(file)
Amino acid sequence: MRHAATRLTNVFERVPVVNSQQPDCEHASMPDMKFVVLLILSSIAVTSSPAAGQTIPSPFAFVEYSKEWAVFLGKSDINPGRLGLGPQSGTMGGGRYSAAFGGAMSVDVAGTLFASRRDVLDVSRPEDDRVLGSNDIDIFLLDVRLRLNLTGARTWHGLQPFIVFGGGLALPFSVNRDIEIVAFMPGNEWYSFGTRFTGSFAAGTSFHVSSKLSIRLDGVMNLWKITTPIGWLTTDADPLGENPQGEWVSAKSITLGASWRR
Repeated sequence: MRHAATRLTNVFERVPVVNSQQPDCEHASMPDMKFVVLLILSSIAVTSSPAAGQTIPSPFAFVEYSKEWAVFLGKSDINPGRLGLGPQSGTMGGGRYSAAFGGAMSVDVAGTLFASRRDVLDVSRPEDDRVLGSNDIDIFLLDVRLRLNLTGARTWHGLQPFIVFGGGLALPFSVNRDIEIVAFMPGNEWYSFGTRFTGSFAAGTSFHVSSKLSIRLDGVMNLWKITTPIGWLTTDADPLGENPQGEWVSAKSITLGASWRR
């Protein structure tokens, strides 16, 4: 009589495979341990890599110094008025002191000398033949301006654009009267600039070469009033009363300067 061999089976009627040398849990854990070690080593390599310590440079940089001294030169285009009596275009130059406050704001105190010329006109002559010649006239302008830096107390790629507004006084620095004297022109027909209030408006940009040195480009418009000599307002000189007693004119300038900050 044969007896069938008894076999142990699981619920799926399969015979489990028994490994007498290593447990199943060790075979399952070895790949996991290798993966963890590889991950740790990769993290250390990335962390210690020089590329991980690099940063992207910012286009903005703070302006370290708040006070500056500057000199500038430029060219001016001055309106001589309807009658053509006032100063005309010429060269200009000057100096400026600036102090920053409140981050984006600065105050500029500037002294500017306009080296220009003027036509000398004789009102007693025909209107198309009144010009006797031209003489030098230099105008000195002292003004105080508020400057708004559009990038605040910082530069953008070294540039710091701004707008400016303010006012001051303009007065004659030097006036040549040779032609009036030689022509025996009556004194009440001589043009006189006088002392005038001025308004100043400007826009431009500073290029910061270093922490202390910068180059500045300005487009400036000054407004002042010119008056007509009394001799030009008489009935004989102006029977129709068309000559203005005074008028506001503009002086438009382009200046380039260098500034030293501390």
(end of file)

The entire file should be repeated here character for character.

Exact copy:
Amino acid sequence: MRHAATRLTNVFERVPVVNSQQPDCEHASMPDMKFVVLLILSSIAVTSSPAAGQTIPSPFAFVEYSKEWAVFLGKSDINPGRLGLGPQSGTMGGGRYSAAFGGAMSVDVAGTLFASRRDVLDVSRPEDDRVLGSNDIDIFLLDVRLRLNLTGARTWHGLQPFIVFGGGLALPFSVNRDIEIVAFMPGNEWYSFGTRFTGSFAAGTSFHVSSKLSIRLDGVMNLWKITTPIGWLTTDADPLGENPQGEWVSAKSITLGASWRR
Repeated sequence: MRHAATRLTNVFERVPVVNSQQPDCEHASMPDMKFVVLLILSSIAVTSSPAAGQTIPSPFAFVEYSKEWAVFLGKSDINPGRLGLGPQSGTMGGGRYSAAFGGAMSVDVAGTLFASRRDVLDVSRPEDDRVLGSNDIDIFLLDVRLRLNLTGARTWHGLQPFIVFGGGLALPFSVNRDIEIVAFMPGNEWYSFGTRFTGSFAAGTSFHVSSKLSIRLDGVMNLWKITTPIGWLTTDADPLGENPQGEWVSAKSITLGASWRR
């Protein structure tokens, strides 16, 4: 009589495979341990890599110094008025002191000398033949301006654009009267600039070469009033009363300067 061999089976009627040398849990854990070690080593390599310590440079940089001294030169285009009596275009130059406050704001105190010329006109002559010649006239302008830096107390790629507004006084620095004297022109027909209030408006940009040195480009418009000599307002000189007693004119300038900050 044969007896069938008894076999142990699981619920799926399969015979489990028994490994007498290593447990199943060790075979399952070895790949996991290798993966963890590889991950740790990769993290250390990335962390210690020089590329991980690099940063992207910012286009903005703070302006370290708040006070500056500057000199500038430029060219001016001055309106001589309807009658053509006032100063005309010429060269200009000057100096400026600036102090920053409140981050984006600065105050500029500037002294500017306009080296220009003027036509000398004789009102007693025909209107198309009144010009006797031209003489030098230099105008000195002292003004105080508020400057708004559009990038605040910082530069953008070294540039710091701004707008400016303010006012001051303009007065004659030097006036040549040779032609009036030689022509025996009556004194009440001589043009006189006088002392005038001025308004100043400007826009431009500073290029910061270093922490202390910068180059500045300005487009400036000054407004002042010119008056007509009394001799030009008489009935004989102006029977129709068309000559203005005074008028506001503009002086438009382009200046380039260098500034030293501390």